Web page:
4. Disruption in competition because of technology. The digital era has given nonprofits a wealth of tools to help them beat their competition from a fundraising perspective. Technology gives nonprofits equal opportunities to make their brands stand out, connect with supporters and mobilize them.
  1. Disruption in how to communicate effectiveness of leadership. Today’s donors and supporters are more skeptical than in the past. Nonprofits need to do more than just tell stakeholders they’re effective. They need to be transparent and show them they’re making progress toward their stated goals. One way that boards can do this is by doing annual self-evaluations.
  1. Disruption in how to create a sound infrastructure. Your nonprofit has to use all its resources to build a solid infrastructure. Today’s boards need to evaluate the individual components that form their infrastructure to ensure they can withstand new trends and the test of time. With this in mind, boards may need to invest more heavily in committees that focus on research and development.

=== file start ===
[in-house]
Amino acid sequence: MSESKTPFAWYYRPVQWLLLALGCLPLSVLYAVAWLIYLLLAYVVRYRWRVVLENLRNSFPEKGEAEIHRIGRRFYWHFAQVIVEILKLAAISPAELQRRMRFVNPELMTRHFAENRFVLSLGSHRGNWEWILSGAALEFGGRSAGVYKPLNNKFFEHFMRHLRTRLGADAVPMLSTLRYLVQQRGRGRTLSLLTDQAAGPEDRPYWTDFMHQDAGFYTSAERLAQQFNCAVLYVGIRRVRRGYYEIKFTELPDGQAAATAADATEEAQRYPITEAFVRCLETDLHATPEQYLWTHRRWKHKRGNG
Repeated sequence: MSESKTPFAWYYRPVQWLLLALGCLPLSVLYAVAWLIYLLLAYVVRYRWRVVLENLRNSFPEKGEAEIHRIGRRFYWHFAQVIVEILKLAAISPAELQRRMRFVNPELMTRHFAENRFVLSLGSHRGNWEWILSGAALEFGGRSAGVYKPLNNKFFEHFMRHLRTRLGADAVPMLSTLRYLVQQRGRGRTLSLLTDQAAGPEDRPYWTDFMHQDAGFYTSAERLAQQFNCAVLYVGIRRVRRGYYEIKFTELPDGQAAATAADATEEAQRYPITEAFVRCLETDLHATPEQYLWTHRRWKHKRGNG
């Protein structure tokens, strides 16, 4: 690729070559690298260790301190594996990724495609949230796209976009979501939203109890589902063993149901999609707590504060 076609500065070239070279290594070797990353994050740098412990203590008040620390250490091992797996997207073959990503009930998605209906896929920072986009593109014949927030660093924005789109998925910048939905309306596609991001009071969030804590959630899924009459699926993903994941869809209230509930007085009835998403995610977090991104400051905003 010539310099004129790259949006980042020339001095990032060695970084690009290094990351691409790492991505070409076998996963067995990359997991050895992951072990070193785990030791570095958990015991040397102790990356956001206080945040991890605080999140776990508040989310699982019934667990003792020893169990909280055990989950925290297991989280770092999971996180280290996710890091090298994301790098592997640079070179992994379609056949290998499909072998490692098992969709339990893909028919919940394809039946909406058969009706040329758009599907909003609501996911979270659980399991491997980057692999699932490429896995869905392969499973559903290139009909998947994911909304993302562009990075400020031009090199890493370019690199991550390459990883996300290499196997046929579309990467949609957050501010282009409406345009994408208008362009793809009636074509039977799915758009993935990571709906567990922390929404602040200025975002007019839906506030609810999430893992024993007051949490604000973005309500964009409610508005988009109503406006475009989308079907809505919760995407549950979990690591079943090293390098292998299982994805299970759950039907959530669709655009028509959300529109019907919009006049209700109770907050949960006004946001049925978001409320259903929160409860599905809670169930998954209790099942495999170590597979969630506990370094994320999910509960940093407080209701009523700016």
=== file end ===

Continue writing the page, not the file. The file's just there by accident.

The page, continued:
2. Disruption in long-standing practices that generate growth. Nonprofit organizations may merely be on the cusp of disruption. Nonprofit boards will need to be proactive and forward-thinking to overcome disruption that impacts growth. Board education may be the key to staying current with trends and how to meet these challenges successfully.

Leveraging Technology to Solve for the Challenges Associated with Disruptive Forces

A board management system by BoardEffect gives your nonprofit board a single, fully-contained board portal that’s helpful in your work toward dealing with disruptive forces. It’s a platform that offers a wide variety of features to support your efforts in streamlining processes and operating in a transparent manner. Your board portal allows you to create online board books, create a board calendar, communicate and share files securely, share articles on nonprofit trends and governance, and conduct online board self-evaluations. Overall, a BoardEffect board portal puts your nonprofit in the best position to invest in your nonprofit’s future while effectively managing current disruptions.